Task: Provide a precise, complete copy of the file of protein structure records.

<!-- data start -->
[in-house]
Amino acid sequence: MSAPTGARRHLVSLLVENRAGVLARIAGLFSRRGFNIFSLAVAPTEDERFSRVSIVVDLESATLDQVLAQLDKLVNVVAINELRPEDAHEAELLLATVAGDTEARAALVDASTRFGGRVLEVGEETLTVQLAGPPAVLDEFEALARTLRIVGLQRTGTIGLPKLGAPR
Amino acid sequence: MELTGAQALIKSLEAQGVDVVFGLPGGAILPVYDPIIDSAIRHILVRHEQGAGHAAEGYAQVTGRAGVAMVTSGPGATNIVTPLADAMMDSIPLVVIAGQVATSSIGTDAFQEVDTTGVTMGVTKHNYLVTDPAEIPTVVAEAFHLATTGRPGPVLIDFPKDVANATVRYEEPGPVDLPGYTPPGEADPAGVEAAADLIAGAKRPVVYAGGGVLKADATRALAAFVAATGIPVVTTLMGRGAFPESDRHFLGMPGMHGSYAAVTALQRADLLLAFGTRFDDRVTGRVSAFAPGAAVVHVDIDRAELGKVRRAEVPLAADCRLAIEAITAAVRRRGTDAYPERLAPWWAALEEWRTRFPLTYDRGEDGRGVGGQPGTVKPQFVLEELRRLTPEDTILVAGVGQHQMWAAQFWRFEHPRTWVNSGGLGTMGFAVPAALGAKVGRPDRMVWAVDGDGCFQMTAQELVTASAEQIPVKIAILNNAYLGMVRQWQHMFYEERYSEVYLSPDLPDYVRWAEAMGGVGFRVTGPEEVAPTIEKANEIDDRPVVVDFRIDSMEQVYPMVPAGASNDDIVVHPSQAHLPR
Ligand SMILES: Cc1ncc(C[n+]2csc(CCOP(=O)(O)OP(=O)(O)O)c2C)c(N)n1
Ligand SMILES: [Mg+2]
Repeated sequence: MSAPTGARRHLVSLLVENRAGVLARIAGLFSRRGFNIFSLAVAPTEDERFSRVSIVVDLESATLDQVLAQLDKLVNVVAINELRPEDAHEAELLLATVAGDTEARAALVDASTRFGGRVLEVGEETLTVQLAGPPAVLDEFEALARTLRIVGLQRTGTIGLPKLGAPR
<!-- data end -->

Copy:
[in-house]
Amino acid sequence: MSAPTGARRHLVSLLVENRAGVLARIAGLFSRRGFNIFSLAVAPTEDERFSRVSIVVDLESATLDQVLAQLDKLVNVVAINELRPEDAHEAELLLATVAGDTEARAALVDASTRFGGRVLEVGEETLTVQLAGPPAVLDEFEALARTLRIVGLQRTGTIGLPKLGAPR
Amino acid sequence: MELTGAQALIKSLEAQGVDVVFGLPGGAILPVYDPIIDSAIRHILVRHEQGAGHAAEGYAQVTGRAGVAMVTSGPGATNIVTPLADAMMDSIPLVVIAGQVATSSIGTDAFQEVDTTGVTMGVTKHNYLVTDPAEIPTVVAEAFHLATTGRPGPVLIDFPKDVANATVRYEEPGPVDLPGYTPPGEADPAGVEAAADLIAGAKRPVVYAGGGVLKADATRALAAFVAATGIPVVTTLMGRGAFPESDRHFLGMPGMHGSYAAVTALQRADLLLAFGTRFDDRVTGRVSAFAPGAAVVHVDIDRAELGKVRRAEVPLAADCRLAIEAITAAVRRRGTDAYPERLAPWWAALEEWRTRFPLTYDRGEDGRGVGGQPGTVKPQFVLEELRRLTPEDTILVAGVGQHQMWAAQFWRFEHPRTWVNSGGLGTMGFAVPAALGAKVGRPDRMVWAVDGDGCFQMTAQELVTASAEQIPVKIAILNNAYLGMVRQWQHMFYEERYSEVYLSPDLPDYVRWAEAMGGVGFRVTGPEEVAPTIEKANEIDDRPVVVDFRIDSMEQVYPMVPAGASNDDIVVHPSQAHLPR
Ligand SMILES: Cc1ncc(C[n+]2csc(CCOP(=O)(O)OP(=O)(O)O)c2C)c(N)n1
Ligand SMILES: [Mg+2]
Repeated sequence: MSAPTGARRHLVSLLVENRAGVLARIAGLFSRRGFNIFSLAVAPTEDERFSRVSIVVDLESATLDQVLAQLDKLVNVVAINELRPEDAHEAELLLATVAGDTEARAALVDASTRFGGRVLEVGEETLTVQLAGPPAVLDEFEALARTLRIVGLQRTGTIGLPKLGAPR